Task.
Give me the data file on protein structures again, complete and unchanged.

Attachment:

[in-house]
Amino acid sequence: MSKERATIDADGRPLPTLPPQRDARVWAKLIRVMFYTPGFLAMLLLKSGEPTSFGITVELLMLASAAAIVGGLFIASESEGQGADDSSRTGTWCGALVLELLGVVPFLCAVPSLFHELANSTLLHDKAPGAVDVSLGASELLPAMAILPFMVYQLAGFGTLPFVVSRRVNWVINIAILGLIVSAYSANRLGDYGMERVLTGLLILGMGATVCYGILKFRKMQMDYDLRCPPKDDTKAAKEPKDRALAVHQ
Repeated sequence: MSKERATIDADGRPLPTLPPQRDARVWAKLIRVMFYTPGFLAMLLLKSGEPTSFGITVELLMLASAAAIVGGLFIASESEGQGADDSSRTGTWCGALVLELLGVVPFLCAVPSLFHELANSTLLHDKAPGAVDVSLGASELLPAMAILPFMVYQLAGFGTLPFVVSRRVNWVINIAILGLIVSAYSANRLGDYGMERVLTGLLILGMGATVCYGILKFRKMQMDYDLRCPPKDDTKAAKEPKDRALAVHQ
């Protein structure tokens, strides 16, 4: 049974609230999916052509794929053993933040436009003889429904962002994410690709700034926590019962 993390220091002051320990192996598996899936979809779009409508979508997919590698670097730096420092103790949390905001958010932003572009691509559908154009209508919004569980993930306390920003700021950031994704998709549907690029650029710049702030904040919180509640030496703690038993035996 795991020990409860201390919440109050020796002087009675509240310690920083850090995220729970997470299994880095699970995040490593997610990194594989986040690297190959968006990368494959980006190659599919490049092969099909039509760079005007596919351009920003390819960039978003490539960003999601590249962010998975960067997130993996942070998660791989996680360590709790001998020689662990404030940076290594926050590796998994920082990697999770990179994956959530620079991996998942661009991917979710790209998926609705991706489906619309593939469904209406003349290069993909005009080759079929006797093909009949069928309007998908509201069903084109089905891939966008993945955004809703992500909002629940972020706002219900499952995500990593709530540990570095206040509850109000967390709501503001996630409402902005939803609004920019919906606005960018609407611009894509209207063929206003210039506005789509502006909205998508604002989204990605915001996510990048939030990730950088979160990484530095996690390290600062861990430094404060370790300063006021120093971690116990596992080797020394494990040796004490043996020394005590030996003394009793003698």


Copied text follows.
[in-house]
Amino acid sequence: MSKERATIDADGRPLPTLPPQRDARVWAKLIRVMFYTPGFLAMLLLKSGEPTSFGITVELLMLASAAAIVGGLFIASESEGQGADDSSRTGTWCGALVLELLGVVPFLCAVPSLFHELANSTLLHDKAPGAVDVSLGASELLPAMAILPFMVYQLAGFGTLPFVVSRRVNWVINIAILGLIVSAYSANRLGDYGMERVLTGLLILGMGATVCYGILKFRKMQMDYDLRCPPKDDTKAAKEPKDRALAVHQ
Repeated sequence: MSKERATIDADGRPLPTLPPQRDARVWAKLIRVMFYTPGFLAMLLLKSGEPTSFGITVELLMLASAAAIVGGLFIASESEGQGADDSSRTGTWCGALVLELLGVVPFLCAVPSLFHELANSTLLHDKAPGAVDVSLGASELLPAMAILPFMVYQLAGFGTLPFVVSRRVNWVINIAILGLIVSAYSANRLGDYGMERVLTGLLILGMGATVCYGILKFRKMQMDYDLRCPPKDDTKAAKEPKDRALAVHQ
């Protein structure tokens, strides 16, 4: 049974609230999916052509794929053993933040436009003889429904962002994410690709700034926590019962 993390220091002051320990192996598996899936979809779009409508979508997919590698670097730096420092103790949390905001958010932003572009691509559908154009209508919004569980993930306390920003700021950031994704998709549907690029650029710049702030904040919180509640030496703690038993035996 795991020990409860201390919440109050020796002087009675509240310690920083850090995220729970997470299994880095699970995040490593997610990194594989986040690297190959968006990368494959980006190659599919490049092969099909039509760079005007596919351009920003390819960039978003490539960003999601590249962010998975960067997130993996942070998660791989996680360590709790001998020689662990404030940076290594926050590796998994920082990697999770990179994956959530620079991996998942661009991917979710790209998926609705991706489906619309593939469904209406003349290069993909005009080759079929006797093909009949069928309007998908509201069903084109089905891939966008993945955004809703992500909002629940972020706002219900499952995500990593709530540990570095206040509850109000967390709501503001996630409402902005939803609004920019919906606005960018609407611009894509209207063929206003210039506005789509502006909205998508604002989204990605915001996510990048939030990730950088979160990484530095996690390290600062861990430094404060370790300063006021120093971690116990596992080797020394494990040796004490043996020394005590030996003394009793003698």